forty acres of four ton-acre lots be fired every nearer
dap' through the mummer in cash of the counties of
McKean, Clearfield, Clunbria, andi %Memel, in
Pennsylvania; Allegheny in Marylank and /Tardy,
Pendleton, Math, Allegheny, and Montgomery, in
Virginia. The ten-veto lota shotild be, as nearly so '
CCllVervient, front one batonr miles apart in the farm.
of a is t ine; sadist the up-moving column of sir
which shall be frirrirc:r oker them may have a whir,
base, and thus ratiY , ascend to a corisiderntla'height
before it may be loaned nut of the pm - veridical!ar by
any wind which may exist at that time. •
4 , l'he summer rains at present' ore local, end of
eery limited extent; and though they travel to
wards the east like Ito Winter storms, they arc not
' extensive enough to comer the iihoVecatintry
hence, portions of the country are HMO tn. ha par=
cited with drought and hot weithei:
4 , May it not be possible that this . irregularity is
in part produced by the irregular burriing of fel
lowa and prairies, thus producing partial and
ul'a'rrai interrupting the wide akthntled anti gen
eral rains which w oda elilerwine tulio Place, as they
do in winter
, . .
aThere is at present, and will be for many yeaii
to coins,. a vast amount df timber cut down and
burnt ciery autinner, in the western parte of tho
United' StaieS—enough; perhaps, to' produce the
wide-estonded and uninterrupted rains so' much de
sired without any expense. the goVernment
of the United' States care be reduced to' carry into
effect the above plan, earnestly reeciennend to all
persona who have fellows or other large Masses of
conab,istibles to Lan; Weave them till the first very
dry spell in the summer, and, to inter airifultaiieous•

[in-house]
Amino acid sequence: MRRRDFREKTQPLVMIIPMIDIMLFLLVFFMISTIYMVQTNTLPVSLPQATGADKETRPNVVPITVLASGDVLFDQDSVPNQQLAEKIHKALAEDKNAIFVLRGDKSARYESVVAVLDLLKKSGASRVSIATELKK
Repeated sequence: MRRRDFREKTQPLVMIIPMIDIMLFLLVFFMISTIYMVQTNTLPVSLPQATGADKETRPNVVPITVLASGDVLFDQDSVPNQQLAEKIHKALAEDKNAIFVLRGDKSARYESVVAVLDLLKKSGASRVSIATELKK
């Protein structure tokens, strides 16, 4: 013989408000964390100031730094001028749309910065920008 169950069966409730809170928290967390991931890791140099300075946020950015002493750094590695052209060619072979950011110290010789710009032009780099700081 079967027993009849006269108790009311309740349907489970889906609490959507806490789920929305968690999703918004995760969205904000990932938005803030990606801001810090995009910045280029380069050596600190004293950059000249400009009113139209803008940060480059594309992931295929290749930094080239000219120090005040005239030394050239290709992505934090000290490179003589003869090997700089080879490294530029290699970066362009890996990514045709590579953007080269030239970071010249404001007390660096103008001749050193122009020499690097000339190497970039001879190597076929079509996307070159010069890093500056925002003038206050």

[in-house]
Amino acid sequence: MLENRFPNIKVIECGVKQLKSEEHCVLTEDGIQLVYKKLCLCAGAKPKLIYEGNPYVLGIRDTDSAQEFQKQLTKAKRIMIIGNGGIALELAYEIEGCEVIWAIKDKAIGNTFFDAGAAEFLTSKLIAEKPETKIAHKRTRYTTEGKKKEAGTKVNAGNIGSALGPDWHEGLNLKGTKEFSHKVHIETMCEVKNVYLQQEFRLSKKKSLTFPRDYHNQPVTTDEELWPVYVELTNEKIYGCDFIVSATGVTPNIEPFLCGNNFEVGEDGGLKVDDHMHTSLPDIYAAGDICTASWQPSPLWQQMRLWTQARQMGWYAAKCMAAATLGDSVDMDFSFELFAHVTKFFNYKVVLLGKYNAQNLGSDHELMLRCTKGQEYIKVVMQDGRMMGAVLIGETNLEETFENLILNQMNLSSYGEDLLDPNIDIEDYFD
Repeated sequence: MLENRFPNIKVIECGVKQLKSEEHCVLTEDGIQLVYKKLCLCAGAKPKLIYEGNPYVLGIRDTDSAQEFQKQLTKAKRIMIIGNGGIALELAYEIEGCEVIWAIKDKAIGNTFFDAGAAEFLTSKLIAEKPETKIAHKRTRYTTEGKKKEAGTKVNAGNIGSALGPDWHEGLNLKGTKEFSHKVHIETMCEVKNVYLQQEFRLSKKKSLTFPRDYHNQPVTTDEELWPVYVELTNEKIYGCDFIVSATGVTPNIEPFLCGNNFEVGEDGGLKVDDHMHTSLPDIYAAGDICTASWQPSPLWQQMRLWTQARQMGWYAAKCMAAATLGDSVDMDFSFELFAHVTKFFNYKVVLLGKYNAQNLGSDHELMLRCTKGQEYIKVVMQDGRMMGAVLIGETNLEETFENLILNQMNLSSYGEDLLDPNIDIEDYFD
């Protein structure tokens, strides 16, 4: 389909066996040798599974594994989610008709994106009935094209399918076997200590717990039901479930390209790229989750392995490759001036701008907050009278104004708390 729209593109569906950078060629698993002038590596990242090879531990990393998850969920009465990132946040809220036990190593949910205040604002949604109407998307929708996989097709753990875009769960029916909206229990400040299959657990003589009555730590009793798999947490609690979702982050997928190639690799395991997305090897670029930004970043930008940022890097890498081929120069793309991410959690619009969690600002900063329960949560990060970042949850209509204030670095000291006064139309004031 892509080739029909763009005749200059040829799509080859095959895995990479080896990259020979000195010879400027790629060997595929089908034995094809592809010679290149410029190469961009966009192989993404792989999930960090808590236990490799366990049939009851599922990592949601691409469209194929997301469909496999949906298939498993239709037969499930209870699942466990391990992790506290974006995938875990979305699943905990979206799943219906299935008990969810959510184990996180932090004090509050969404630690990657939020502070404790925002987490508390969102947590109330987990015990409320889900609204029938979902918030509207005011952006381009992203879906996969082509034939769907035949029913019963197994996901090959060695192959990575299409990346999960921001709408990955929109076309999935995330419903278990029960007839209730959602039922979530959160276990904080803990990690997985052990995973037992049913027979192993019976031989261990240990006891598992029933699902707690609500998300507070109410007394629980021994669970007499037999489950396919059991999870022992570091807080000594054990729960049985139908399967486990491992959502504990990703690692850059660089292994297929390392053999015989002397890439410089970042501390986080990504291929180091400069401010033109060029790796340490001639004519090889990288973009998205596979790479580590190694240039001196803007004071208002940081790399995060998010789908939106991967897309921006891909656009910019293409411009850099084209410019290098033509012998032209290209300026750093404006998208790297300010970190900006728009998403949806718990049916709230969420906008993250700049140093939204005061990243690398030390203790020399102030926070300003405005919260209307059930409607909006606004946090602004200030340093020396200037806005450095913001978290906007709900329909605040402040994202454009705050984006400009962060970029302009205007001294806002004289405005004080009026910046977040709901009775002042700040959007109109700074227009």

laction, lot alt west of wept longitude 87 degrees set
fed to their materials only en a ThinadaY--those
west of 00 degrees in the niodting of fen o'clock
and thuso east of 00 degrees at six o'cloAt in the
Sioning;• errata alt east of o'7 degrees eel fire to'
their materials only on Friday—those west of 77
dcgreei at tens in the minning, ohd those east of 77
degree. at cis o'ClOck ia the afternoon ; and in no'
cone lot any fellows be burnt unless there has at
least a week gaoled without rain.
I hope this request will ze complied with, not
only because all are interested in the probable reaul,t
i _but because it will be tifteadta drith 8o cipense;
and the best titne Of binning lain very dry Weather:
It in not at all probable that all will be ready to
ben on the F.'r,,t dry .pith, or even on the second or
third, Mid thus, on every Thursday and Friday du
ring the season on which there may be a drought ,
Materials enough may be burnt to produce a gener
urine time after ellen gemcel rains, partial
rains cannot take place, both because of the scarcity
of vapor left in the nir, and because any Op-moving
columns of nirWhiCh may be fOrMed will not rise
very Lich before they enter into tire stratum contain-
Mg Much of the calorie of elasticity given out by
the condensed vapor of tho previous rain, in whit
the up-moving columns cannot swim ; and it is on- .
ly after the !osier air becomes charged with vapor,'
and the tipper air becomes cooled by radiation, that
another, general rain can he produced; and it ir
not probable that either Of these can be effected
less than about amen duv s.
I hops that all editoni of newspapers, through:
out tho United t3tateli,ho think there is the kllbt
plausibil ty in the plan here propOse t l,
this letter, or at least enough Of it to let all who
but a materittle to burn know how 10 net in concert.
riCsire all who horn !has inetarials, to
watch the phenomena, aufsl send a th4sciiPtien of
the whole to the.Stirgioi Gonelarm Office, Wabh
inst.. . •
"A Mimi of information xritl' flits lr t'ecitnaula
ted, which will lead to rooditications in the Plan for
JAMES P. ESPY.
. , . . .
" M. Dobrezhoffer, in hie uccoOni Of tile Abi
pliOncs of Paraguay, vol. 3, page MO, no, a :.1 my
self have mecti clotirls and lightening reduced
frein the smoke over the tall gfays and htilruahes on
fire, ea it is flying off liken whirlwind ; on dirk the
I.ndians On not to blame for setting fire to the plaice'
it otdbr to prudnce rain, thcy &Ewing learned that
the thicker entolso tunic into chinas which pout
Janutiry 1, 1845.
'Nee First llPport an Meteorology to the Stirgeori
General United Statekianny, t the Author.